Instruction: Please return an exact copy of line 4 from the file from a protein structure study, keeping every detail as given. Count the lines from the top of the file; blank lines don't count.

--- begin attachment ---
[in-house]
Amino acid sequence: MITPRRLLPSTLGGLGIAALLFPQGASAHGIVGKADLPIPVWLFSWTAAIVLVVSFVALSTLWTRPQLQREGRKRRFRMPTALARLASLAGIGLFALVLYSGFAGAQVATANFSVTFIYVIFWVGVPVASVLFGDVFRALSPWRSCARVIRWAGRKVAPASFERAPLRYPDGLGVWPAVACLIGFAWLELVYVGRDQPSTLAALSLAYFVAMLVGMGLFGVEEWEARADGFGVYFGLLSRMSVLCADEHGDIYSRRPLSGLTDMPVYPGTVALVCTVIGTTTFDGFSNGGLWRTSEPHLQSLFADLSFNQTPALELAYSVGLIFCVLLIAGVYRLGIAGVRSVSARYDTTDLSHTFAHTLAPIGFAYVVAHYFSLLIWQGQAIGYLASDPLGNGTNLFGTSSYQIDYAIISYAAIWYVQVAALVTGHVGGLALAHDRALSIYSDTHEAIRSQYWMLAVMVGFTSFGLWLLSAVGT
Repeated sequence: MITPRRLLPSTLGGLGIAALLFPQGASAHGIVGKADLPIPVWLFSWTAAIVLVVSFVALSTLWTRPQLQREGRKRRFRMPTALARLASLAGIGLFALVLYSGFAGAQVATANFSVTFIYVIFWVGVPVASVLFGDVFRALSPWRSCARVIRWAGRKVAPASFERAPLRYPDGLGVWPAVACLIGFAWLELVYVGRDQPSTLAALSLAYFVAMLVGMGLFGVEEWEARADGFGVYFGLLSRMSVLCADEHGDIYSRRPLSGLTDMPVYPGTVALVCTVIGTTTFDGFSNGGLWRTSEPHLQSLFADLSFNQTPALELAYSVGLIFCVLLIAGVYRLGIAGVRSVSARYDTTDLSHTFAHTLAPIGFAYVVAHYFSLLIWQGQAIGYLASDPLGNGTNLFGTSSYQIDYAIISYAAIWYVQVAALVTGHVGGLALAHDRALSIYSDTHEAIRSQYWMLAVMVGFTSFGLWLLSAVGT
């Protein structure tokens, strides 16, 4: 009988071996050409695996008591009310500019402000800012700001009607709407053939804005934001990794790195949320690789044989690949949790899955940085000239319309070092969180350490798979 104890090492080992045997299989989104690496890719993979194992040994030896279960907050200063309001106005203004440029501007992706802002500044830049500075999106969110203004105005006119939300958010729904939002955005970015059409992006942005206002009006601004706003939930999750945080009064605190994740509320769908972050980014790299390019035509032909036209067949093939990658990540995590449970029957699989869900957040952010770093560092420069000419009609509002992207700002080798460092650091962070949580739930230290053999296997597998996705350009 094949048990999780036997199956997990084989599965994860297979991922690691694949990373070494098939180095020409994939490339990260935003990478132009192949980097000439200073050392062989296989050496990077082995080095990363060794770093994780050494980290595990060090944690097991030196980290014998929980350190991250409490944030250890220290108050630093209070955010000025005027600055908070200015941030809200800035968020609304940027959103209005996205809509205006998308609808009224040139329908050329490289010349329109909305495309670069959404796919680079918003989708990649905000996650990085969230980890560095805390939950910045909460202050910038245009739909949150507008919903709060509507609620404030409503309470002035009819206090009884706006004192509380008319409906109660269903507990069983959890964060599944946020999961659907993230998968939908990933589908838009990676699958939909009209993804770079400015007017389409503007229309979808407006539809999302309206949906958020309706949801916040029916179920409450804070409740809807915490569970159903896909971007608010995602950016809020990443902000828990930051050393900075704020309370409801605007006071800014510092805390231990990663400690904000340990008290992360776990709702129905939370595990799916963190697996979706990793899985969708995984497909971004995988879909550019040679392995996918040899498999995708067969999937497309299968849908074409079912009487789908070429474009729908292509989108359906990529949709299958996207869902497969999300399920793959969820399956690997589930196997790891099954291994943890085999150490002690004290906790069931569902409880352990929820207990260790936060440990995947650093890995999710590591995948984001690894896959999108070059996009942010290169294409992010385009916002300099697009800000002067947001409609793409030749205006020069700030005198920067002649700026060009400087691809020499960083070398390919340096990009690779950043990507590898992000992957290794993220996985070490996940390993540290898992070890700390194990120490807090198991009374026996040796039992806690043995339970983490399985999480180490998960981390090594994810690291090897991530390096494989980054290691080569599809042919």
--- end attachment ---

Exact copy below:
């Protein structure tokens, strides 16, 4: 009988071996050409695996008591009310500019402000800012700001009607709407053939804005934001990794790195949320690789044989690949949790899955940085000239319309070092969180350490798979 104890090492080992045997299989989104690496890719993979194992040994030896279960907050200063309001106005203004440029501007992706802002500044830049500075999106969110203004105005006119939300958010729904939002955005970015059409992006942005206002009006601004706003939930999750945080009064605190994740509320769908972050980014790299390019035509032909036209067949093939990658990540995590449970029957699989869900957040952010770093560092420069000419009609509002992207700002080798460092650091962070949580739930230290053999296997597998996705350009 094949048990999780036997199956997990084989599965994860297979991922690691694949990373070494098939180095020409994939490339990260935003990478132009192949980097000439200073050392062989296989050496990077082995080095990363060794770093994780050494980290595990060090944690097991030196980290014998929980350190991250409490944030250890220290108050630093209070955010000025005027600055908070200015941030809200800035968020609304940027959103209005996205809509205006998308609808009224040139329908050329490289010349329109909305495309670069959404796919680079918003989708990649905000996650990085969230980890560095805390939950910045909460202050910038245009739909949150507008919903709060509507609620404030409503309470002035009819206090009884706006004192509380008319409906109660269903507990069983959890964060599944946020999961659907993230998968939908990933589908838009990676699958939909009209993804770079400015007017389409503007229309979808407006539809999302309206949906958020309706949801916040029916179920409450804070409740809807915490569970159903896909971007608010995602950016809020990443902000828990930051050393900075704020309370409801605007006071800014510092805390231990990663400690904000340990008290992360776990709702129905939370595990799916963190697996979706990793899985969708995984497909971004995988879909550019040679392995996918040899498999995708067969999937497309299968849908074409079912009487789908070429474009729908292509989108359906990529949709299958996207869902497969999300399920793959969820399956690997589930196997790891099954291994943890085999150490002690004290906790069931569902409880352990929820207990260790936060440990995947650093890995999710590591995948984001690894896959999108070059996009942010290169294409992010385009916002300099697009800000002067947001409609793409030749205006020069700030005198920067002649700026060009400087691809020499960083070398390919340096990009690779950043990507590898992000992957290794993220996985070490996940390993540290898992070890700390194990120490807090198991009374026996040796039992806690043995339970983490399985999480180490998960981390090594994810690291090897991530390096494989980054290691080569599809042919």